Advancing the Theory and Practice of Self-Determined Learning
by Stewart Hase
It seems that there is a growing and presumably lucrative industry in the buying and selling of university assignments. A student can contact any one of a number of providers and on payment of the appropriate fee receive, in return, a well-written paper or even thesis. Universities are in a bit of a state about this because they can’t do much about it, other than squirm. It’s very difficult to catch the student out even if the style and language used is clearly beyond his or her capability. The assignments are customised and prepared by sophisticated people who know how to write academic papers. These providers are much better at customer service than many other businesses and that includes universities. Thus, plagiarism software is of no use. It is one thing to suspect cheating and another to be able to prove it.
One of the things that universities do very well is teach students how to write assignments. In some faculties or schools, the writing of the assignment is more important than the content. It is possible to fail or be asked to submit for not referencing correctly or for inappropriate style. The obvious assumption is that this is considered an important life skill and that most students want to enter the noble profession of academic. But assignments do have their advantages in an age of mass education although it is mainly utilitarian.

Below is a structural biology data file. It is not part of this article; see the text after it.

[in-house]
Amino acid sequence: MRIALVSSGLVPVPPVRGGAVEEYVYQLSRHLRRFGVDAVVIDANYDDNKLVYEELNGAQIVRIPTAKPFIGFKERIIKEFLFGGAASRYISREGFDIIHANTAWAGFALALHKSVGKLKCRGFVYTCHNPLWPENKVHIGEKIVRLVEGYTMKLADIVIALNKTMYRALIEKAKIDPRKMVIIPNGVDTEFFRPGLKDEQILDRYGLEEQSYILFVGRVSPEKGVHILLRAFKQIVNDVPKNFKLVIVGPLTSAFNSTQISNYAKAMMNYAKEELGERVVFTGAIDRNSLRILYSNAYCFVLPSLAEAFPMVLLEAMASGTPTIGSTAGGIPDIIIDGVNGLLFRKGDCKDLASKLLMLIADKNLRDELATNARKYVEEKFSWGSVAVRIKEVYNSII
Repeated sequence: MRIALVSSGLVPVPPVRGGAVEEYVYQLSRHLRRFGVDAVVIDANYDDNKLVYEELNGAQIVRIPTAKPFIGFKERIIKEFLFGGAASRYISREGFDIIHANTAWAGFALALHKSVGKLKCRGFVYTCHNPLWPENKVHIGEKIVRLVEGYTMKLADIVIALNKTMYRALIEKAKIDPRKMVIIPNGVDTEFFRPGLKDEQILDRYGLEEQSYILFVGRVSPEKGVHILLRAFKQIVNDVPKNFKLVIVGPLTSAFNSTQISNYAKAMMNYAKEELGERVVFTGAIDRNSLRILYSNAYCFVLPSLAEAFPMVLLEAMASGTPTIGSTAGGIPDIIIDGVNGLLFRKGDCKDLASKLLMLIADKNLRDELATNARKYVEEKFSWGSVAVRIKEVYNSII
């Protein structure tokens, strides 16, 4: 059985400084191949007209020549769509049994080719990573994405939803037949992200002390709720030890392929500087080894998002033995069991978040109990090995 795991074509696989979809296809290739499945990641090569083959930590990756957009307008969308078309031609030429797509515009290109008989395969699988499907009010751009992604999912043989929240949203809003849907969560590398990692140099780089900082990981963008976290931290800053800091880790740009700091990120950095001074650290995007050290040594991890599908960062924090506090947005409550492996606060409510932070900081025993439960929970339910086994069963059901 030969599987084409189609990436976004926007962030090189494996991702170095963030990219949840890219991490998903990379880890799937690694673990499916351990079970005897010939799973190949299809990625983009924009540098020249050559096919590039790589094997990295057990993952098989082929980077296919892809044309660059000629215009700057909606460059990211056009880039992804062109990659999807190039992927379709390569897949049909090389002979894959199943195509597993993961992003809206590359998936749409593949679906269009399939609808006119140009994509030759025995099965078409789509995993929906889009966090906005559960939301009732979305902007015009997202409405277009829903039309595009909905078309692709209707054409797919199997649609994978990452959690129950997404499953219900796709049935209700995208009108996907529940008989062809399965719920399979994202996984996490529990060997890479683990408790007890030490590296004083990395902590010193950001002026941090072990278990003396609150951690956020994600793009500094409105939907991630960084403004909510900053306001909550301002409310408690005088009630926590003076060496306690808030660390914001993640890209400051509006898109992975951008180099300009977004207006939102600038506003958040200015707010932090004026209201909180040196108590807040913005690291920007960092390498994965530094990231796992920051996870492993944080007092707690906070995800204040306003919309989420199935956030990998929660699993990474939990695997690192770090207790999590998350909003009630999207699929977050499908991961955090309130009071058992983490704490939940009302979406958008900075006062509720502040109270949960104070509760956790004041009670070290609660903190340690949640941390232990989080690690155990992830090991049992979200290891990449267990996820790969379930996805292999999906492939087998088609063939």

It has never been clear to me how effective assignments are in actually assessing anything very useful, other than the ability to write. It’s a bit like the problem with examinations that have been long known to really test memory and how good a person is at doing exams.
So, given cheating is such a problem, and that there are doubts about the usefulness of assignments, at least in mind, the what to do? The obvious thing is to change the game. Stop using assignments as a form of assessment and do something different.
Formative rather than summative assessment is one of the more obvious solutions. Shift the focus from content to action and use the tutorial as the major means of assessing student performance by carefully designed tasks. This can be based on the flipped classroom, which is gaining traction in all sorts of learning circles. Get learners to do things rather than write about them. Bring back the viva in tutorial sessions.
This might (should) involve getting rid of the mass lecture altogether and spending the time on real learning rather than the transmission of information. Information can be provided on-line if necessary.
The time spent marking piles of assignments can be used engaged with learners in smaller groups-watching them and evaluating their ability to analyse and synthesise. It is a simple matter of shifting the focus of funding from assignment marking to learning.
Formative assessment can be enhanced by using the on-line space that is now part and parcel of university teaching. It is possible to modularise courses, to chunk material and have learners respond to complex tasks on-line. The learner might be asked, as part of the assessment to respond to the answers of others. He or she might have to ‘teach’ a topic to the other learners.
There are lots of other options than having learners write assignments or papers. We need to move past the scribes-in-their-cells model of higher education and shift to a more dynamic learning environment. One that integrates assessment with learning rather than treating them as separate proceeses.
Critically, though, it is time for policy makers and politicians to recognize that universities (and education in general for that matter) should be about learning. It should be more than bums on seats and processing sausages. This is a major mind shift that may not be easy to achieve. But we could at least start the revolution at the coal face.